Measuring Global Value Chains

Posted: 7 Sep 2018

See all articles by Robert C. Johnson

Robert C. Johnson

University of Notre Dame - Department of Economics

Multiple version iconThere are 2 versions of this paper

Date Written: August 2018

Abstract

Recent decades have seen the emergence of global value chains (GVCs), in which production stages for individual goods are broken apart and scattered across countries. Stimulated by these developments, there has been rapid progress in data and methods for measuring GVC linkages. The macro approach to measuring GVCs connects national input–output tables across borders by using bilateral trade data to construct global input–output tables. These tables have been applied to measure trade in value added, the length of and location of producers in GVCs, and price linkages across countries. The micro approach uses firm-level data to document firms’ input sourcing decisions, how import and export participation are linked, and how multinational firms organize their production networks. In this review, I evaluate progress in these two approaches, highlighting points of contact between them and areas that demand further work. I argue that further convergence between these approaches can strengthen both, yielding a more complete empirical portrait of GVCs.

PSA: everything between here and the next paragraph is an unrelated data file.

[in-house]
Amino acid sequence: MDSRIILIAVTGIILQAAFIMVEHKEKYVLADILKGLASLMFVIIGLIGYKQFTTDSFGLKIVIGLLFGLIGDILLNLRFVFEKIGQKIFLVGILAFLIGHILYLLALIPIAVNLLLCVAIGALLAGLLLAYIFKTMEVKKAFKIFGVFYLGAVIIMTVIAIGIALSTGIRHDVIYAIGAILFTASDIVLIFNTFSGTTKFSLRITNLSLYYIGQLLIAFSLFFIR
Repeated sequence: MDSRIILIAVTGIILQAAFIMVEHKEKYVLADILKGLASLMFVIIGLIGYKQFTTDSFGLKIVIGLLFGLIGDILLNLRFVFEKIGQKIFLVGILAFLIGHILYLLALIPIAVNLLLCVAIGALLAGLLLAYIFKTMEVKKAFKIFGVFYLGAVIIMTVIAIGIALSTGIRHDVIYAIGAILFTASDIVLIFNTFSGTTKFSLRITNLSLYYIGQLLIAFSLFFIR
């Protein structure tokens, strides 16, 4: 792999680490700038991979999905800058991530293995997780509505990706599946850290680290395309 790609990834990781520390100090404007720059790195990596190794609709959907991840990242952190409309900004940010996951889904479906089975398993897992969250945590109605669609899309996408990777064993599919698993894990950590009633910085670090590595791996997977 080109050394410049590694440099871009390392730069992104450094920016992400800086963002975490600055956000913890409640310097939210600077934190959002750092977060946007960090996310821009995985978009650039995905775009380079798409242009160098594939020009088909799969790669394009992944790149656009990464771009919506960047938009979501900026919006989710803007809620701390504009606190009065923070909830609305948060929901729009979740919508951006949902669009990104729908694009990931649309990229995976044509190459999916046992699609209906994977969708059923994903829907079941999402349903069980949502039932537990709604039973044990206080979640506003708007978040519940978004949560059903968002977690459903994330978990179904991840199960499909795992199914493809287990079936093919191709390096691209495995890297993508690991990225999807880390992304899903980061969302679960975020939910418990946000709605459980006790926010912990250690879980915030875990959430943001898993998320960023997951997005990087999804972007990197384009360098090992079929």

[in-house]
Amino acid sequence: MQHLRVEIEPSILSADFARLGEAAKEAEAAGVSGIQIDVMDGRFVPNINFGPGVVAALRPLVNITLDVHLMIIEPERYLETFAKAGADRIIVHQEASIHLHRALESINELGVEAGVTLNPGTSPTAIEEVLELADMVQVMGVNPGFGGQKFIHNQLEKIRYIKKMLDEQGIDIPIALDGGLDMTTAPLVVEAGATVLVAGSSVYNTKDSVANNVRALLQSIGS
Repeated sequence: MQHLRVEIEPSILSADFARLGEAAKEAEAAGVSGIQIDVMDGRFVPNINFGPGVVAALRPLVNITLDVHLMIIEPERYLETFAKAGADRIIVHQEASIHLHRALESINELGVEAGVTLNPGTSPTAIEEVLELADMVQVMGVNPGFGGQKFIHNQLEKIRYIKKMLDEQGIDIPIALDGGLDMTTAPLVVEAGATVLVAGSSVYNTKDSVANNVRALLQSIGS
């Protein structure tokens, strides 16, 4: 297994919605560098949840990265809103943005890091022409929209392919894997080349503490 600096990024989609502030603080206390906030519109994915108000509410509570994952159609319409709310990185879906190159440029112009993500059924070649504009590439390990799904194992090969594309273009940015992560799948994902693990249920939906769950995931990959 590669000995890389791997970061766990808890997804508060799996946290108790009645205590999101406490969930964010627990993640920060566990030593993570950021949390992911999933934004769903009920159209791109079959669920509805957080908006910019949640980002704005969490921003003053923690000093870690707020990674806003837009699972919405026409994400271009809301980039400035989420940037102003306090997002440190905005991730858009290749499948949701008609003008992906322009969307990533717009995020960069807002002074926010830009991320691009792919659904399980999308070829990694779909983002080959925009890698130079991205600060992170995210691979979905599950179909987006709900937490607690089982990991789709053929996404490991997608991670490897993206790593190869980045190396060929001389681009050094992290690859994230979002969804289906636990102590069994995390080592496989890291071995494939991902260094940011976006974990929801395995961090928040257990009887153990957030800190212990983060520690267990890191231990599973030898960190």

Suggested Citation

Johnson, Robert C., Measuring Global Value Chains (August 2018). Annual Review of Economics, Vol. 10, pp. 207-236, 2018. Available at SSRN: https://ssrn.com/abstract=3245113 or http://dx.doi.org/10.1146/annurev-economics-080217-053600

Robert C. Johnson (Contact Author)

University of Notre Dame - Department of Economics ( email )

Notre Dame, IN 46556
United States

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